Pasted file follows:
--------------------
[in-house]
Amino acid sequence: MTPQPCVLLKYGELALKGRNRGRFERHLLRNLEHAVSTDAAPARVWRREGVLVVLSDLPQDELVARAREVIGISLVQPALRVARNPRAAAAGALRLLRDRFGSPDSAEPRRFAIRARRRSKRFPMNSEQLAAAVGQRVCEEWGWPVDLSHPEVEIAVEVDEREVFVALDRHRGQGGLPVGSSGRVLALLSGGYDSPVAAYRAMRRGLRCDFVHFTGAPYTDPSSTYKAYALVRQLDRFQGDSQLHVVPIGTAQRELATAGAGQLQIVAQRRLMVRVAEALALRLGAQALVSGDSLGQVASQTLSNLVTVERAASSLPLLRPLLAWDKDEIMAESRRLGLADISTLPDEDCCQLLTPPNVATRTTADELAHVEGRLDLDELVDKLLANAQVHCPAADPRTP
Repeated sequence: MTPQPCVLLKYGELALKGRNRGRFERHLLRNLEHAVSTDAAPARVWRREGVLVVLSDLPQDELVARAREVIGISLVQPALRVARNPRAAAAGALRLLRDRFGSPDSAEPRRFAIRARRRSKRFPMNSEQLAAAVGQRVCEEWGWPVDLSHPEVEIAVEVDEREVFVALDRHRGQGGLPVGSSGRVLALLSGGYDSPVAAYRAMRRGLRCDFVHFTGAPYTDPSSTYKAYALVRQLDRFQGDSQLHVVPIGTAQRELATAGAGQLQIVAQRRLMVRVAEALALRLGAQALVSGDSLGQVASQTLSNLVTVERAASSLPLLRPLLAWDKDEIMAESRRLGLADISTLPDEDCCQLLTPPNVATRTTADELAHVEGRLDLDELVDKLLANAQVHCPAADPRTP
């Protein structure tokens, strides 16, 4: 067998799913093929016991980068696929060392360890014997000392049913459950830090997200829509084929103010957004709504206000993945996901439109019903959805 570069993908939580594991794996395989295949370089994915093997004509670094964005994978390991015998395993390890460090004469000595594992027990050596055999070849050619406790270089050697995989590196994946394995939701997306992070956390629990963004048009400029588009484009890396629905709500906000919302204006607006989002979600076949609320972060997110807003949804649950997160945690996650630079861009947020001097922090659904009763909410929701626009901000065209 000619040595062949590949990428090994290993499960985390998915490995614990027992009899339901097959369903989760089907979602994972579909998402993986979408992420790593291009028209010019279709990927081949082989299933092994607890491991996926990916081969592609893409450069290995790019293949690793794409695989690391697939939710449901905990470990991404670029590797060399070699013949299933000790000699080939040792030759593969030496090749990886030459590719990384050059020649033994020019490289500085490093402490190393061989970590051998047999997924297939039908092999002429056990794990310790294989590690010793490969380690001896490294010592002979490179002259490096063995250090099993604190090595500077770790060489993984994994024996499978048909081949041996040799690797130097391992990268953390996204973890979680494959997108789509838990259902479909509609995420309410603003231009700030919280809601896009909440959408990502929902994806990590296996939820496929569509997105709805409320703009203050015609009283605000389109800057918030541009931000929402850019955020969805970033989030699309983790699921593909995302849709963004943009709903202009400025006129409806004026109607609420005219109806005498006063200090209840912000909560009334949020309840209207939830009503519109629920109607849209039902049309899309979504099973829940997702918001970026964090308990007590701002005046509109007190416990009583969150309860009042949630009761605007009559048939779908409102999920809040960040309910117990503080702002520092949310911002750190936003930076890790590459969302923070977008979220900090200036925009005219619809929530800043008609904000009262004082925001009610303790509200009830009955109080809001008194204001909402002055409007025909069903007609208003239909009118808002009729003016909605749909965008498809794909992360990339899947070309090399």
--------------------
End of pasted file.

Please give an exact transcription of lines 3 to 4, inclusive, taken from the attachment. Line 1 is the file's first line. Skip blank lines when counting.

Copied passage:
Repeated sequence: MTPQPCVLLKYGELALKGRNRGRFERHLLRNLEHAVSTDAAPARVWRREGVLVVLSDLPQDELVARAREVIGISLVQPALRVARNPRAAAAGALRLLRDRFGSPDSAEPRRFAIRARRRSKRFPMNSEQLAAAVGQRVCEEWGWPVDLSHPEVEIAVEVDEREVFVALDRHRGQGGLPVGSSGRVLALLSGGYDSPVAAYRAMRRGLRCDFVHFTGAPYTDPSSTYKAYALVRQLDRFQGDSQLHVVPIGTAQRELATAGAGQLQIVAQRRLMVRVAEALALRLGAQALVSGDSLGQVASQTLSNLVTVERAASSLPLLRPLLAWDKDEIMAESRRLGLADISTLPDEDCCQLLTPPNVATRTTADELAHVEGRLDLDELVDKLLANAQVHCPAADPRTP
């Protein structure tokens, strides 16, 4: 067998799913093929016991980068696929060392360890014997000392049913459950830090997200829509084929103010957004709504206000993945996901439109019903959805 570069993908939580594991794996395989295949370089994915093997004509670094964005994978390991015998395993390890460090004469000595594992027990050596055999070849050619406790270089050697995989590196994946394995939701997306992070956390629990963004048009400029588009484009890396629905709500906000919302204006607006989002979600076949609320972060997110807003949804649950997160945690996650630079861009947020001097922090659904009763909410929701626009901000065209 000619040595062949590949990428090994290993499960985390998915490995614990027992009899339901097959369903989760089907979602994972579909998402993986979408992420790593291009028209010019279709990927081949082989299933092994607890491991996926990916081969592609893409450069290995790019293949690793794409695989690391697939939710449901905990470990991404670029590797060399070699013949299933000790000699080939040792030759593969030496090749990886030459590719990384050059020649033994020019490289500085490093402490190393061989970590051998047999997924297939039908092999002429056990794990310790294989590690010793490969380690001896490294010592002979490179002259490096063995250090099993604190090595500077770790060489993984994994024996499978048909081949041996040799690797130097391992990268953390996204973890979680494959997108789509838990259902479909509609995420309410603003231009700030919280809601896009909440959408990502929902994806990590296996939820496929569509997105709805409320703009203050015609009283605000389109800057918030541009931000929402850019955020969805970033989030699309983790699921593909995302849709963004943009709903202009400025006129409806004026109607609420005219109806005498006063200090209840912000909560009334949020309840209207939830009503519109629920109607849209039902049309899309979504099973829940997702918001970026964090308990007590701002005046509109007190416990009583969150309860009042949630009761605007009559048939779908409102999920809040960040309910117990503080702002520092949310911002750190936003930076890790590459969302923070977008979220900090200036925009005219619809929530800043008609904000009262004082925001009610303790509200009830009955109080809001008194204001909402002055409007025909069903007609208003239909009118808002009729003016909605749909965008498809794909992360990339899947070309090399």